Dr. Craft-Rosenberg joined the College of Nursing faculty in 1980, and currently serves as Professor in the Parent Child and Family Area of Study. She is an elected fellow of the American Academy of Nursing, the profession's highest honor. An active researcher, Craft-Rosenberg's work has focused on the siblings of ill children and the families of critically ill patients. She has also been active and is well-known for her work in the taxonomy of nursing diagnosis, interventions and outcomes. Her language classification research includes intervention classification since 1987 and diagnoses classification for a decade as principal investigator for the Nursing Diagnosis Extension and Classification (NDEC) team. The author of 67 articles, four book chapters and seven books, her research on children and families has garnered awards from the American Association for Critical Care Nursing and the Midwest Nursing Research Society. She is the first editor of the book Nursing Interventions for Infants and Children, which was awarded the American Journal of Nursing and Pediatric Nursing Book of the Year Awards in 2000. Craft-Rosenberg recently completed a term as President of NANDA International and serves as director of the Institute for Nursing Knowledge at the UI College of Nursing. Before assuming her current position, she served for nine years as area chair for human responses to illness, in addition to teaching at both the undergraduate and graduate levels and supervising graduate thesis and dissertation research.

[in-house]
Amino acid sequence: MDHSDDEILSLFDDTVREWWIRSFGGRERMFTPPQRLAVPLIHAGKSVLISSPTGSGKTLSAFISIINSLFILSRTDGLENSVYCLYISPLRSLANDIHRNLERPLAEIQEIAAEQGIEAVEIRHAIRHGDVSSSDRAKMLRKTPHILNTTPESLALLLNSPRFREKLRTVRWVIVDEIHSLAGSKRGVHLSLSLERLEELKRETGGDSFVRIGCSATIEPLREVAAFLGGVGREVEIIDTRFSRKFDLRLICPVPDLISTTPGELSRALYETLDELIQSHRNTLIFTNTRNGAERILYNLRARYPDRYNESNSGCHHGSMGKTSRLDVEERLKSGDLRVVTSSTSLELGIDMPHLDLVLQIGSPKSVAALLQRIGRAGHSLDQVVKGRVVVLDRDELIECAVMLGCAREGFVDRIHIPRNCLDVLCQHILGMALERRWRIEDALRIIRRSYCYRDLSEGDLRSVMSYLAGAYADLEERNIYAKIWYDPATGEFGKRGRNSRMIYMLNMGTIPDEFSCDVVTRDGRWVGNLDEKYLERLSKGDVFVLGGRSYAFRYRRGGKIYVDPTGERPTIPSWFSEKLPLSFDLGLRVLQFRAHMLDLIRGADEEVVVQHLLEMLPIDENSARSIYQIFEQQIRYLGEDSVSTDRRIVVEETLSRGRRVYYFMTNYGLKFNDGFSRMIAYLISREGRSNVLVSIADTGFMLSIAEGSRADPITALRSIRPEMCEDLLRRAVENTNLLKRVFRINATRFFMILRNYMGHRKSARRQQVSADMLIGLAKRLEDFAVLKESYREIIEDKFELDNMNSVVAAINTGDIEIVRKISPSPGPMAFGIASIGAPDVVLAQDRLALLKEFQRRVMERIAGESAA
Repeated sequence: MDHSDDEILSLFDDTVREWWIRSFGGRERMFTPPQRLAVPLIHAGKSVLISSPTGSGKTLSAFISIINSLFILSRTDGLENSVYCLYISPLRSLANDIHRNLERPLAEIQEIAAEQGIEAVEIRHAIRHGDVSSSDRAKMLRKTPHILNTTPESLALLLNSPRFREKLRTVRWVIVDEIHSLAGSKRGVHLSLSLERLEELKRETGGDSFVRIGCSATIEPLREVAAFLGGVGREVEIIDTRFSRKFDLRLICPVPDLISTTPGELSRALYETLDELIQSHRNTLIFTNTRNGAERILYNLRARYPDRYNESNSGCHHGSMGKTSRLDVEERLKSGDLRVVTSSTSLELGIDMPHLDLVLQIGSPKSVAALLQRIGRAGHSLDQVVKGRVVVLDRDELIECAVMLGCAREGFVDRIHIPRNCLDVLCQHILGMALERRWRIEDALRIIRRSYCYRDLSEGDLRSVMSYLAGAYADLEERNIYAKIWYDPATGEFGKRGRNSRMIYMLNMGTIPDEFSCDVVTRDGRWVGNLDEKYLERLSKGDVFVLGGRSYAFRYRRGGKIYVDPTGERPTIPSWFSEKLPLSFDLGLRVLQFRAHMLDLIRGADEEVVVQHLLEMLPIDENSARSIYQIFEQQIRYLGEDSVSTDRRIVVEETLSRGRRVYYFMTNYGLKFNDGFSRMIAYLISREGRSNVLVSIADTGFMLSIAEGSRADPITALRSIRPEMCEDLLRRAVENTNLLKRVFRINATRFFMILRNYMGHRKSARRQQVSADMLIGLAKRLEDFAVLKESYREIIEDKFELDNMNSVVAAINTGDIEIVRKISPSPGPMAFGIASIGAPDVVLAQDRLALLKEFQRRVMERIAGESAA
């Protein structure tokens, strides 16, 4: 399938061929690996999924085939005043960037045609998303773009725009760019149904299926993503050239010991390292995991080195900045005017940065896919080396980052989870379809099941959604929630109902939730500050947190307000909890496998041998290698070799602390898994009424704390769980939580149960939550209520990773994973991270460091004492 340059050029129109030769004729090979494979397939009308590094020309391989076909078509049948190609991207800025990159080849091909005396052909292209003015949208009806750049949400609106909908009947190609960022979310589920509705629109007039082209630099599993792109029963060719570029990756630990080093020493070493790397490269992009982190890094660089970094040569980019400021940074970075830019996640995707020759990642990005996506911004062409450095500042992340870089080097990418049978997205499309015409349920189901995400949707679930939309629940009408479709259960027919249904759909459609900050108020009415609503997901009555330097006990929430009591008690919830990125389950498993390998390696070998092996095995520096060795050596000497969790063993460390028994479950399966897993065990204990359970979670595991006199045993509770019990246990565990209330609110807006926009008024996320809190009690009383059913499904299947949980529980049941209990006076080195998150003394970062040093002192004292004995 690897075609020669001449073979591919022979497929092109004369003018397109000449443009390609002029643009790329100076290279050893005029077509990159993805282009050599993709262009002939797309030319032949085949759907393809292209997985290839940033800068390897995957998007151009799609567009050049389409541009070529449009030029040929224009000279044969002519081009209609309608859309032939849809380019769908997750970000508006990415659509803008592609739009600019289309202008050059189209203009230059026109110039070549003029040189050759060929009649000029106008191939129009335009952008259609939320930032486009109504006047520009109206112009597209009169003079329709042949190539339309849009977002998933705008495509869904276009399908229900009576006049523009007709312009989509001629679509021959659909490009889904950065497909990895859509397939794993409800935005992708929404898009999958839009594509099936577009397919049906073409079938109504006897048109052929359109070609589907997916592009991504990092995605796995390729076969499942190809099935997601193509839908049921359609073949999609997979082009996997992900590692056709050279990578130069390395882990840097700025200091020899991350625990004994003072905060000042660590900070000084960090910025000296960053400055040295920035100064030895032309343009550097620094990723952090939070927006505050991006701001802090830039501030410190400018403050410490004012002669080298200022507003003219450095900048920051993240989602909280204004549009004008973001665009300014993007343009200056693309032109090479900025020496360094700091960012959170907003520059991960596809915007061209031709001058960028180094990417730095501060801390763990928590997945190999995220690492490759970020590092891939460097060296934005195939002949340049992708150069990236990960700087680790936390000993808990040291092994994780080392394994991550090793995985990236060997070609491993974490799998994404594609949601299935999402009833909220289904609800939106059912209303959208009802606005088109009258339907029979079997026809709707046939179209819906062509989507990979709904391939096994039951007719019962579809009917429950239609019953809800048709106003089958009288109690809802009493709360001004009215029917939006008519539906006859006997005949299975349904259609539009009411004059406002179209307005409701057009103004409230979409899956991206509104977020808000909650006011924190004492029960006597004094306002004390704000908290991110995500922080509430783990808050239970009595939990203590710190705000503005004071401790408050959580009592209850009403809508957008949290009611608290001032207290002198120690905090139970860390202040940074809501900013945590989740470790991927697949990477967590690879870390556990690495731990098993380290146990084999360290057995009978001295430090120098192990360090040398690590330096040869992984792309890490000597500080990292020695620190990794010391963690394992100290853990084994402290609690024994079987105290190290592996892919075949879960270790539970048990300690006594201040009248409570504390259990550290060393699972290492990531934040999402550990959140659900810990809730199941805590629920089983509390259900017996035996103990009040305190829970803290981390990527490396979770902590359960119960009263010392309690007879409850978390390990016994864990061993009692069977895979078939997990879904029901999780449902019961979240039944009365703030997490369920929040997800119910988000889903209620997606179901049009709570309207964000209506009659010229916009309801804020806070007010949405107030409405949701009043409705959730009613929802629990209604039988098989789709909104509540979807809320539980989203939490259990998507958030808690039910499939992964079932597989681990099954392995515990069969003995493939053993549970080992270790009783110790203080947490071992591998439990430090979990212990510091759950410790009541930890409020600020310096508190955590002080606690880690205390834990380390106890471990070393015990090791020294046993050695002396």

New Book Announcement: Encyclopedia of Family Health (SAGE) (with Shelley-Rae Pehler), Journal of Family Nursing (2011)
Using NANDA, NIC, and NOC in an undergraduate nursing practicum (with K. J. Smith), Nurse educator (2010)
Although use of diagnoses originally developed by NANDA (now known as NANDA-I), NIC, and NOC...
Longing: the lived experience of spirituality in adolescents with Duchenne muscular dystrophy (with S. R. Pehler), Journal of pediatric nursing (2009)
Although much has been written regarding ill adolescents, research has not described their spiritual response....